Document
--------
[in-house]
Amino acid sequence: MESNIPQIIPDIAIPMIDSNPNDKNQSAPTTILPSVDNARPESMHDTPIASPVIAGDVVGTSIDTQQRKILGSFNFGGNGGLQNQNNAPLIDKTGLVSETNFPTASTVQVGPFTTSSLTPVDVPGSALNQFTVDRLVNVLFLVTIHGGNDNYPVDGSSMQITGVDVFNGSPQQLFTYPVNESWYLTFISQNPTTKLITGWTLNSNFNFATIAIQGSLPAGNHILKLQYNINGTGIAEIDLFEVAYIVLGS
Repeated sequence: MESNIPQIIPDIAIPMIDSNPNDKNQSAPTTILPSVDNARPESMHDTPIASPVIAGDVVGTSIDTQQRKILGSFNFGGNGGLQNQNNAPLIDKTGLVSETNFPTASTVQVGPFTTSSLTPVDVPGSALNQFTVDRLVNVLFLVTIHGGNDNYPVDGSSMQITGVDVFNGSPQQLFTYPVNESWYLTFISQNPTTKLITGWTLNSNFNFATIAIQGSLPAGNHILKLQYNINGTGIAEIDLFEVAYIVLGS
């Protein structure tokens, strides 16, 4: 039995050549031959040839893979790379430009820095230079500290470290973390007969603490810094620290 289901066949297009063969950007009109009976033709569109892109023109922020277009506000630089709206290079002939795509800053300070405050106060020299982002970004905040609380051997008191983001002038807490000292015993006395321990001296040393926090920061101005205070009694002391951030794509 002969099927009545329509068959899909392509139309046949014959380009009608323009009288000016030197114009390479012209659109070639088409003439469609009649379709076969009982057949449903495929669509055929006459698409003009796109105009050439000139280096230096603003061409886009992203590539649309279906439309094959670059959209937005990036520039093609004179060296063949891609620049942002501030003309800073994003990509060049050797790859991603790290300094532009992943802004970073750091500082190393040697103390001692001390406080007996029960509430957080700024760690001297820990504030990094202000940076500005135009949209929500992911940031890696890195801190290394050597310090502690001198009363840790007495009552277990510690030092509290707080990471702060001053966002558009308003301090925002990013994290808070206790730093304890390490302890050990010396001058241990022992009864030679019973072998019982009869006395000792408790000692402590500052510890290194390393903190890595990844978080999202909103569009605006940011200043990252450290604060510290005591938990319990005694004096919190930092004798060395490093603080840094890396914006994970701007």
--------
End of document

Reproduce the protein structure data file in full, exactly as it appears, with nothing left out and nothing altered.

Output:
[in-house]
Amino acid sequence: MESNIPQIIPDIAIPMIDSNPNDKNQSAPTTILPSVDNARPESMHDTPIASPVIAGDVVGTSIDTQQRKILGSFNFGGNGGLQNQNNAPLIDKTGLVSETNFPTASTVQVGPFTTSSLTPVDVPGSALNQFTVDRLVNVLFLVTIHGGNDNYPVDGSSMQITGVDVFNGSPQQLFTYPVNESWYLTFISQNPTTKLITGWTLNSNFNFATIAIQGSLPAGNHILKLQYNINGTGIAEIDLFEVAYIVLGS
Repeated sequence: MESNIPQIIPDIAIPMIDSNPNDKNQSAPTTILPSVDNARPESMHDTPIASPVIAGDVVGTSIDTQQRKILGSFNFGGNGGLQNQNNAPLIDKTGLVSETNFPTASTVQVGPFTTSSLTPVDVPGSALNQFTVDRLVNVLFLVTIHGGNDNYPVDGSSMQITGVDVFNGSPQQLFTYPVNESWYLTFISQNPTTKLITGWTLNSNFNFATIAIQGSLPAGNHILKLQYNINGTGIAEIDLFEVAYIVLGS
């Protein structure tokens, strides 16, 4: 039995050549031959040839893979790379430009820095230079500290470290973390007969603490810094620290 289901066949297009063969950007009109009976033709569109892109023109922020277009506000630089709206290079002939795509800053300070405050106060020299982002970004905040609380051997008191983001002038807490000292015993006395321990001296040393926090920061101005205070009694002391951030794509 002969099927009545329509068959899909392509139309046949014959380009009608323009009288000016030197114009390479012209659109070639088409003439469609009649379709076969009982057949449903495929669509055929006459698409003009796109105009050439000139280096230096603003061409886009992203590539649309279906439309094959670059959209937005990036520039093609004179060296063949891609620049942002501030003309800073994003990509060049050797790859991603790290300094532009992943802004970073750091500082190393040697103390001692001390406080007996029960509430957080700024760690001297820990504030990094202000940076500005135009949209929500992911940031890696890195801190290394050597310090502690001198009363840790007495009552277990510690030092509290707080990471702060001053966002558009308003301090925002990013994290808070206790730093304890390490302890050990010396001058241990022992009864030679019973072998019982009869006395000792408790000692402590500052510890290194390393903190890595990844978080999202909103569009605006940011200043990252450290604060510290005591938990319990005694004096919190930092004798060395490093603080840094890396914006994970701007």